Map, Compass, GPS or wing it
Do you use a map and compass when hiking? Do you know how to read a map? Can you use a compass? Is this a skill that is disappearing now we have the use of GPS devises? Do you just rely on the trail markers? Track Notes? GPS?
These questions I ask people a lot when I meet them on the trail, mainly because I am really interested in how people choose to navigate these days. Surprisingly on my recent trek on the Bibbulmun Track I came across a lot of people out there in the bush with no idea on how to read a map, use a compass or even have a GPS of some sort! What I found interesting as well was the amount of people who did carry them, as they thought it was the correct thing to do and it is, but they had no idea on how to use them so it renders them useless!
They chose to rely on the trail markers in good faith that they will always be there and pointing the correct way!
I would then ask, ‘How often do you get lost?’ the answer most often than not would be ‘quite a bit’ or ‘yeah I do loose the track but always find it again’, sometimes I hear ‘everyday’ and this is followed up by a chuckle.
On this recent trip, a lot of people got lost! One for up to 3 days! Some for a few kms and some having to be rescued or get picked up. I also heard a lot of anger from some of these people blaming the lack of track signs, and misunderstanding or diversions and who did or didn’t place them correctly, (some rightly so but still no excuses for not being responsible for yourself) Now the diversions at this point is a prickly subject and one I am not about to get into but what I will say is I strongly believe that if you are going on a hike and you are out in the wilderness you must and should be responsible for yourself! Don’t expect others to be in control of your safety it is your responsibility.
If you are following a marked trail you probably will find you don’t need a map or anything to navigate your way but let’s say for some reason, and this happens a lot,
- the trail markers are missing
- or someone turns them around because they think it is funny (yes this happened a few weeks ago on the Bibb),
- trees have come down,
- fire gone through
- or many other reasons why a way-marker is not there.
What do you do? If you have a map, GPS then you have a backup plan to help navigate your way, if you don’t what do you do?
- Get proactive in helping yourself!
- Learn a new skill!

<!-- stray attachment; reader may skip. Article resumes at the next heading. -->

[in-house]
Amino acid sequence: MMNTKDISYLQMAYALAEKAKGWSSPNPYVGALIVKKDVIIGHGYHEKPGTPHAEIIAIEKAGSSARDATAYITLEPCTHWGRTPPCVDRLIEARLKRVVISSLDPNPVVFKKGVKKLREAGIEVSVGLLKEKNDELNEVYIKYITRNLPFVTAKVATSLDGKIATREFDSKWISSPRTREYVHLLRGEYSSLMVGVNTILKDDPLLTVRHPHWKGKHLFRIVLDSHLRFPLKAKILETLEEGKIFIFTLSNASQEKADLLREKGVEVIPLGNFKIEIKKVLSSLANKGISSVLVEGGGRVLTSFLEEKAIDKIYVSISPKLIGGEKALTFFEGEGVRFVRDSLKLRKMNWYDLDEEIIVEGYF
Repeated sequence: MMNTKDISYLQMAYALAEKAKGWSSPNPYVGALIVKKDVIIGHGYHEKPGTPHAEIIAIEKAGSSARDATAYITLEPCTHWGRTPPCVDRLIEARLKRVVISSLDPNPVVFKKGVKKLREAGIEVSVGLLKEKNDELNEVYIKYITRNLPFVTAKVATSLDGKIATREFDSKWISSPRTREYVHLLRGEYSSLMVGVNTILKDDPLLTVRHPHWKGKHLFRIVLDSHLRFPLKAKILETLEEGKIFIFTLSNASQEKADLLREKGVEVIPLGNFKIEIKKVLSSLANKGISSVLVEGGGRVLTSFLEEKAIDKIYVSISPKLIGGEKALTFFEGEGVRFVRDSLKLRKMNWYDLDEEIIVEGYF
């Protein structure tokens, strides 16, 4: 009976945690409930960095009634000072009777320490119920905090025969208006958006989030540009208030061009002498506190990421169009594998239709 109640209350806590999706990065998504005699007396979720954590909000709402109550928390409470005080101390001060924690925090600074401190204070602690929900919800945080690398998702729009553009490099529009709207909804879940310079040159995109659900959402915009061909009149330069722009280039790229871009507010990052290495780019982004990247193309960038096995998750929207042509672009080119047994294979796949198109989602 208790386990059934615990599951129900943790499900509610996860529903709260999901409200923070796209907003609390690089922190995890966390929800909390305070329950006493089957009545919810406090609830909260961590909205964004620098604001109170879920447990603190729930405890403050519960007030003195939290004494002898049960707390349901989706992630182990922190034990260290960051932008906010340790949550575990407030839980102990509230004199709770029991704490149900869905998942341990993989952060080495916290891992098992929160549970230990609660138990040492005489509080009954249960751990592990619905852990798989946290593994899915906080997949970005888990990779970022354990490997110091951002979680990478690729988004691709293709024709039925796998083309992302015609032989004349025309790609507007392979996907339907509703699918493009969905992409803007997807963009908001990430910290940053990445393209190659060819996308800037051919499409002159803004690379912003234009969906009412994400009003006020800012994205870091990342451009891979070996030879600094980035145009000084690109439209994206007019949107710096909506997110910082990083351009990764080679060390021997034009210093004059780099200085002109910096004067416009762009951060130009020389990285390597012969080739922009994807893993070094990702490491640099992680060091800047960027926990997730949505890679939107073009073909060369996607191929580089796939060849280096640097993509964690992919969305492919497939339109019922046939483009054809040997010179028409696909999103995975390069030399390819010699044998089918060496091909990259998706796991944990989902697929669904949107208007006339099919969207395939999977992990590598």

- Be prepared before you hit the trail
- and when you research the trail you are about to walk. Look for ‘up to date maps’!
- Download the latest maps for your GPS etc.
- Don’t use maps that grandpa might have used as they are outdated and a lot of trails change over the years.
Think about it: Over time some trail will change due to things like new infrastructure, for example roads are built or natural changes might occur like track deterioration leading to it being unsafe so it is relocated, this means get informed with the right information before heading out.
Next step is if you can’t read your map, know how a compass works or make any sense of the GPS and its functions then learn! There are plenty of ways to learn this information and in this day and age with the technology we have it at our finger tips there is no excuses. There is this thing called GOOGLE. It is amazing what you find on there. You will even find groups that get together and practice these skills, courses you can do and another way you can learn is from YouTube. There are loads of video step by step on how to do it. So really there is no excuses for not being responsible for your safety when hiking out in the wilderness.
I have chosen not to write a step by step on map reading as there is a really good site that I feel is worth a look at. It is put together by Caro Ryan, (no relation) and I have to say she makes it really easy to understand so instead of me showing you I decided to put this link up to her site. Get on over there and learn a new skill. https://lotsafreshair.com/2016/09/19/how-to-navigate-with-a-map-and-compass/
Check out her YouTube as well https://www.youtube.com/watch?v=ztzNh4bzL_M
For those who are in Western Australia I would suggest joining in on a group course like “Get Lost with Steve” This is a course that is put on by the Bibbulmun Track Foundation and is a lot of fun while learning the basic skills and once you have mastered that why not join in on the “Get Found With Steve” With these courses you are not only learning new skills but also meeting new people who are like minded. https://www.bibbulmuntrack.org.au/walk-the-track/events-calendar/get-lost-with-steve-oct-2017